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J Neurochem. 1995 Dec;65(6):2796-9.

Memory consolidation induces a transient and time-dependent increase in the frequency of neural cell adhesion molecule polysialylated cells in the adult rat hippocampus.

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Department of Pharmacology, University College, Belfield, Dublin, Ireland.


Animals trained in a passive avoidance task exhibit a transient time-dependent increase in hippocampal neural cell adhesion molecule (NCAM) polysialylation at 12-24 h following the initial learning trial. Using immunocytochemical techniques with a monoclonal antibody that specifically recognises NCAM-polysialic acid homopolymers, a distinct population of granule-like cells, at the border of the granule cell layer and the hilus in the dentate gyrus of the adult rat hippocampus, has been demonstrated to exhibit time-dependent change in frequency at 10-12 h following the initial learning of a one-trial, step-through, passive avoidance response. These changes were paradigm specific as they failed to occur in those animals rendered amnesic with scopolamine. These polysialylated dentate neurons are not de novo granule cell precursors as administration of 5-bromo-2'-deoxyuridine every 2 h from the point of learning to the 12-h posttraining time showed no significant difference between trained and passive animals in the small number of heterogeneously distributed, labelled cells. These findings directly identify a morphological substrate of memory, implied by previous correlative and interventive studies on NCAM function.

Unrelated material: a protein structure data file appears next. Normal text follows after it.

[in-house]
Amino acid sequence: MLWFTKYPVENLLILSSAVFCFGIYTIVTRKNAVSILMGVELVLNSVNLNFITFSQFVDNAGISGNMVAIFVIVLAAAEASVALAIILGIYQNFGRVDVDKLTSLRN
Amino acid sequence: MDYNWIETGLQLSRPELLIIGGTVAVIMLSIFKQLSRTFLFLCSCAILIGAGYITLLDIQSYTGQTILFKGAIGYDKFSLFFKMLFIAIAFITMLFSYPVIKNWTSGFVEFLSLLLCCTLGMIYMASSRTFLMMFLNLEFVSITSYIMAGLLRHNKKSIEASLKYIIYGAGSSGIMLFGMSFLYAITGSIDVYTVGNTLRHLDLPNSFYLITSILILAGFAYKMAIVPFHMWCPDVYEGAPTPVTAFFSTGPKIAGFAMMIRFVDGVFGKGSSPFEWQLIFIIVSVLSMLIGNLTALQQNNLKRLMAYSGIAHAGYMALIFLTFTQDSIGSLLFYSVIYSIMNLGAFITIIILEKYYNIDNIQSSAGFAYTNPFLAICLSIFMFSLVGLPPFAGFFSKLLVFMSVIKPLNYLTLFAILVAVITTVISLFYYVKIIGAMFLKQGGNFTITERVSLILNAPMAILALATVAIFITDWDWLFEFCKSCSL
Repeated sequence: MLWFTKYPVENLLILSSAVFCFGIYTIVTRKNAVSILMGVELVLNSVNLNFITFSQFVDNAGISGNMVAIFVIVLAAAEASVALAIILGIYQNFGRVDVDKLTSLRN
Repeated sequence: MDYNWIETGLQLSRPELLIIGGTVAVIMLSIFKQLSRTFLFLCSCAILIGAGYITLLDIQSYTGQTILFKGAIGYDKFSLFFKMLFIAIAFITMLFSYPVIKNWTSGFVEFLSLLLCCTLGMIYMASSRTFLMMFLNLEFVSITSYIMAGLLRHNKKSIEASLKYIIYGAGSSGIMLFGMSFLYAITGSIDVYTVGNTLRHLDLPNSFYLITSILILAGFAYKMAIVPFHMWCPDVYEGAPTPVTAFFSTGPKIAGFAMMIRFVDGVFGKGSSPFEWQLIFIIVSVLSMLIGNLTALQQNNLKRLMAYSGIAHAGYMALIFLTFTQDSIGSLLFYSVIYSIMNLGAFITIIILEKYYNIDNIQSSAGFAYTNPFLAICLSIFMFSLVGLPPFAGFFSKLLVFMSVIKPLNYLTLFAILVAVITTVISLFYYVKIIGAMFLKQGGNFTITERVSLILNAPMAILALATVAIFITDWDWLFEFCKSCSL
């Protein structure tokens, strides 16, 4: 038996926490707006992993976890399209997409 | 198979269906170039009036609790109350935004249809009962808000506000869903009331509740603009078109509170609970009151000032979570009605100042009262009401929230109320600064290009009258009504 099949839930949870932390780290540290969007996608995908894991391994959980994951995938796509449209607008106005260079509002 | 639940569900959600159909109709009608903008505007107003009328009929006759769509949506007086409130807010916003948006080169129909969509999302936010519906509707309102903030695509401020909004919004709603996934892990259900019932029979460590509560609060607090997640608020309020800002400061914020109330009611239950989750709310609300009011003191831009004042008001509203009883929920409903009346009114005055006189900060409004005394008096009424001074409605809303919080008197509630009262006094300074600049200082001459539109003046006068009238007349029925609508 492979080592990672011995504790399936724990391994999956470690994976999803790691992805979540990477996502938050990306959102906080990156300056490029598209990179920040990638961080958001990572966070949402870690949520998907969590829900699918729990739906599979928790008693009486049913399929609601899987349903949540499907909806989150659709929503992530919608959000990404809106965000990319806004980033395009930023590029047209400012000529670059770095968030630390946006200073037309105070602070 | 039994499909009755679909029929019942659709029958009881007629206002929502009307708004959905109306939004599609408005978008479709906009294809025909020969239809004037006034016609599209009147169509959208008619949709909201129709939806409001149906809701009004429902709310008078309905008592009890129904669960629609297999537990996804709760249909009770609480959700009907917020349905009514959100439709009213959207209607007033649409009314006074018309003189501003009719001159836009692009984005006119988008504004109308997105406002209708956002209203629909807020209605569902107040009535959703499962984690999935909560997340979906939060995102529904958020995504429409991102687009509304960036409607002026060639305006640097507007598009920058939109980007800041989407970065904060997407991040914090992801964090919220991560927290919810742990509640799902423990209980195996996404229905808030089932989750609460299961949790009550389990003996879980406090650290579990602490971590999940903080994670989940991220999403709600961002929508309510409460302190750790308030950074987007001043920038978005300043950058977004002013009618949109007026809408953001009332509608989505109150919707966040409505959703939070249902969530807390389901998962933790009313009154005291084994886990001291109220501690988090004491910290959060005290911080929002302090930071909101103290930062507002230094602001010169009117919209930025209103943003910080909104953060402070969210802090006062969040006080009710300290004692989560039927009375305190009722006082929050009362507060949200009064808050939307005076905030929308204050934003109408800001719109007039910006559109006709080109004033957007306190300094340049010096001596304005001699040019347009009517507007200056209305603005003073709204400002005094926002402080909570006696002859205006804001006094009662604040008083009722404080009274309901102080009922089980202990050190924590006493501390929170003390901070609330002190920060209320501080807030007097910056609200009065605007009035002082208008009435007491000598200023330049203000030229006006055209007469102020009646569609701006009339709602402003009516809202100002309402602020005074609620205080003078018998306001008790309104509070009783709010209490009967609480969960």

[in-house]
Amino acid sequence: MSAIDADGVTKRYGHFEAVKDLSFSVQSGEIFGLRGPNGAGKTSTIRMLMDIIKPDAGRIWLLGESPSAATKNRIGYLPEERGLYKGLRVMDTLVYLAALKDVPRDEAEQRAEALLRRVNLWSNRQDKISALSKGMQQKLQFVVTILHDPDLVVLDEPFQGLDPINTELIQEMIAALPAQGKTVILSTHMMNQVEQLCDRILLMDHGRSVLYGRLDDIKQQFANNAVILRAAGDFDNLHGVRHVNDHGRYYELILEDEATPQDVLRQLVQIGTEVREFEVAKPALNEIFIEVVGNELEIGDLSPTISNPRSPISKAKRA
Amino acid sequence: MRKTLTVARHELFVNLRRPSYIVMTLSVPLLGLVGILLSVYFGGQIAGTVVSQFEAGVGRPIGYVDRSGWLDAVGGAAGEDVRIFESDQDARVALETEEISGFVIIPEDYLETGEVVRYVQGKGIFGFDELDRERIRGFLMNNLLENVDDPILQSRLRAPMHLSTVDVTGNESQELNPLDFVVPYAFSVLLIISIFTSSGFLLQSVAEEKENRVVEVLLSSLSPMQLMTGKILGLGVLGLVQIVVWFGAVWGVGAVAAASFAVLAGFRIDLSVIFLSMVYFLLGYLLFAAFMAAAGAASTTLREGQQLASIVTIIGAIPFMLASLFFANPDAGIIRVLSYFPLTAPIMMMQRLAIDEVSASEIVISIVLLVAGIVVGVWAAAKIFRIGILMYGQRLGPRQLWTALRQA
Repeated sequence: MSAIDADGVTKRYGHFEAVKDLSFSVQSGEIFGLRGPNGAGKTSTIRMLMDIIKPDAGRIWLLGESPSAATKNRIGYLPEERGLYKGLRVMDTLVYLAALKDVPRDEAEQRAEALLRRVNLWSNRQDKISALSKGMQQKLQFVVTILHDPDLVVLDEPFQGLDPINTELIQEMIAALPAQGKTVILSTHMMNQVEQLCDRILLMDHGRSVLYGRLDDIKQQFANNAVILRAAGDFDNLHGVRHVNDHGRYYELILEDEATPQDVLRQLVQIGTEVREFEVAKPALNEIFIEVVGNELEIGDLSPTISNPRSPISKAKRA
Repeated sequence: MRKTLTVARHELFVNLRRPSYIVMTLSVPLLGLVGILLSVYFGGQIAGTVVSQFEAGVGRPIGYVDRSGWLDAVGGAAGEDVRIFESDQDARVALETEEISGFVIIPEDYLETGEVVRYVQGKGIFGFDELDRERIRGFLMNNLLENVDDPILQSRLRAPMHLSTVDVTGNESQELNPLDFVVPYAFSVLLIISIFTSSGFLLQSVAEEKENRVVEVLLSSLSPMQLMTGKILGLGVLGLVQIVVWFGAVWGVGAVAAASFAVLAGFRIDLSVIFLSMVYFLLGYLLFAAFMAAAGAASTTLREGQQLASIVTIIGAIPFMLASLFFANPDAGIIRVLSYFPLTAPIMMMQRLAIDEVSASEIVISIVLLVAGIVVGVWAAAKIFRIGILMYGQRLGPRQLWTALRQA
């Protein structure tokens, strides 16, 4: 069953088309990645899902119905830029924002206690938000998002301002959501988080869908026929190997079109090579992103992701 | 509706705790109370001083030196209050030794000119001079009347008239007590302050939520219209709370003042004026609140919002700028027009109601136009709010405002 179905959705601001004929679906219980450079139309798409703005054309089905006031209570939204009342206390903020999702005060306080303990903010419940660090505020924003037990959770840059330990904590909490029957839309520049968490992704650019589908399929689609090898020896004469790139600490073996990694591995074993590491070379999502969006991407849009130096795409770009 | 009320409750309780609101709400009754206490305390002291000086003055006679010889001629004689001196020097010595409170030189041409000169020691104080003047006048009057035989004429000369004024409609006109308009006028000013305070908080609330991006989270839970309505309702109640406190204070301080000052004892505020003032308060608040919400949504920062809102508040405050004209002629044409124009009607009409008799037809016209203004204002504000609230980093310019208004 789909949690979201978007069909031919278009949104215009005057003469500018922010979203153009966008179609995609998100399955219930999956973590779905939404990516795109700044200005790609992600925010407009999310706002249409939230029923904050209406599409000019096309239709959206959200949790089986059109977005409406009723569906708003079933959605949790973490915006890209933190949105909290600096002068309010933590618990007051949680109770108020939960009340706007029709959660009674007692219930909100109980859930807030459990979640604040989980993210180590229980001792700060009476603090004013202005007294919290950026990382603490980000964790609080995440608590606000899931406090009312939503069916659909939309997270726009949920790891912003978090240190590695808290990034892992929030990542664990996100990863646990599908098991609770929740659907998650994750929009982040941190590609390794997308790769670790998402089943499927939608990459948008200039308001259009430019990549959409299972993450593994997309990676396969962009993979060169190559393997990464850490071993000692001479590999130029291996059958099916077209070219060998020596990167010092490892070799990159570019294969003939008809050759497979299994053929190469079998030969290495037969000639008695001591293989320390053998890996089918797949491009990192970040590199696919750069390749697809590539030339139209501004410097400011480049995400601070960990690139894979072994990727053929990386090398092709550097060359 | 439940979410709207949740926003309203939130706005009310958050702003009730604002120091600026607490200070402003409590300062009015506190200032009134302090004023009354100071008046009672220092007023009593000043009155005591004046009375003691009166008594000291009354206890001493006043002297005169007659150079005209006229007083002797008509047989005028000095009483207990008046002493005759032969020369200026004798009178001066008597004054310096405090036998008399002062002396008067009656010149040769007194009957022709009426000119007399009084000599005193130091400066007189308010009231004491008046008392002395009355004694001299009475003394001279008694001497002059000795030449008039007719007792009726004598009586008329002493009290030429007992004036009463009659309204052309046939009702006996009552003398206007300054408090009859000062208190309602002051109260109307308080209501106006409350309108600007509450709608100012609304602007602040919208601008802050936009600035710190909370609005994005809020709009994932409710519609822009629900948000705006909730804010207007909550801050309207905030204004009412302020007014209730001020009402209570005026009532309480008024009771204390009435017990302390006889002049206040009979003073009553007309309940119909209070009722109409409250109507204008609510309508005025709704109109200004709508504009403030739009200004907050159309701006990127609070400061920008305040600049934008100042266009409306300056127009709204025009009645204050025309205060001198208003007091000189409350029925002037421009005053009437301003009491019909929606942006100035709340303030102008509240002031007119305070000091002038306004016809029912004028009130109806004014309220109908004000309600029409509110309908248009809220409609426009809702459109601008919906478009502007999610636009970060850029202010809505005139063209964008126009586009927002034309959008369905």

[Indexed for MEDLINE]

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